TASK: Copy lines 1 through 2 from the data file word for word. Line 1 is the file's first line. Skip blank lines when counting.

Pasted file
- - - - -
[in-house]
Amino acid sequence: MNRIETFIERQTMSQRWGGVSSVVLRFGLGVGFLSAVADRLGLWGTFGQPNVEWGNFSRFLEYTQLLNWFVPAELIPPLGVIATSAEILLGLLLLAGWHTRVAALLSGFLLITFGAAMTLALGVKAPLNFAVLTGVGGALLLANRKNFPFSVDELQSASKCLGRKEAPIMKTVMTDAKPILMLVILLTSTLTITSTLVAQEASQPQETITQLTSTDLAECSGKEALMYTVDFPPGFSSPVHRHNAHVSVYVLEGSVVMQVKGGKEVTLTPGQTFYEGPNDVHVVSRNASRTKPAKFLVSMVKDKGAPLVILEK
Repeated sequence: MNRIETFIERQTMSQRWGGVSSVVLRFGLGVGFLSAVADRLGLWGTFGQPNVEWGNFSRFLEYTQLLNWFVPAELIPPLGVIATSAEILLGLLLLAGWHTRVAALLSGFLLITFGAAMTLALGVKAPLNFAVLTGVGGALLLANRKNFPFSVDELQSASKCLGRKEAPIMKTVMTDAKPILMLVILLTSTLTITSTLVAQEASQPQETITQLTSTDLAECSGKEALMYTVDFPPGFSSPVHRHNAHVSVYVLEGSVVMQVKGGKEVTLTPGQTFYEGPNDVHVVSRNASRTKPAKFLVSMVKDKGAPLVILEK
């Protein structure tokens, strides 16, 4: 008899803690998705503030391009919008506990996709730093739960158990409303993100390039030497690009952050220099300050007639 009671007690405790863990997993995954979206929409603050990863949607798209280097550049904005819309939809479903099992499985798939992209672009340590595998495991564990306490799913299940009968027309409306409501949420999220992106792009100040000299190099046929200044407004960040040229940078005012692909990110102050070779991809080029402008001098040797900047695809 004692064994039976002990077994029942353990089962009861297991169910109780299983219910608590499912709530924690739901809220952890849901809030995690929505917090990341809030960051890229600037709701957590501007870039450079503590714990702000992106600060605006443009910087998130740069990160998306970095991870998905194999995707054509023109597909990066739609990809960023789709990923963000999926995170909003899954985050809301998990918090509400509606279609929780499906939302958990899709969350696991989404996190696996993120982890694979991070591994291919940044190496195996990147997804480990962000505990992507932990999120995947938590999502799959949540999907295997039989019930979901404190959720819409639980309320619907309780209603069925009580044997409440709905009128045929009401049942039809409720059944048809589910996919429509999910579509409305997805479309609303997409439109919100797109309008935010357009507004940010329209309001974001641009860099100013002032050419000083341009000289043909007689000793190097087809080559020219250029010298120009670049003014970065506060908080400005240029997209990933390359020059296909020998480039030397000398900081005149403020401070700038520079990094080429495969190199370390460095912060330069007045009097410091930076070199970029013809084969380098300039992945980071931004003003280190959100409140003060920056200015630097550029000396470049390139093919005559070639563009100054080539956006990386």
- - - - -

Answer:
[in-house]
Amino acid sequence: MNRIETFIERQTMSQRWGGVSSVVLRFGLGVGFLSAVADRLGLWGTFGQPNVEWGNFSRFLEYTQLLNWFVPAELIPPLGVIATSAEILLGLLLLAGWHTRVAALLSGFLLITFGAAMTLALGVKAPLNFAVLTGVGGALLLANRKNFPFSVDELQSASKCLGRKEAPIMKTVMTDAKPILMLVILLTSTLTITSTLVAQEASQPQETITQLTSTDLAECSGKEALMYTVDFPPGFSSPVHRHNAHVSVYVLEGSVVMQVKGGKEVTLTPGQTFYEGPNDVHVVSRNASRTKPAKFLVSMVKDKGAPLVILEK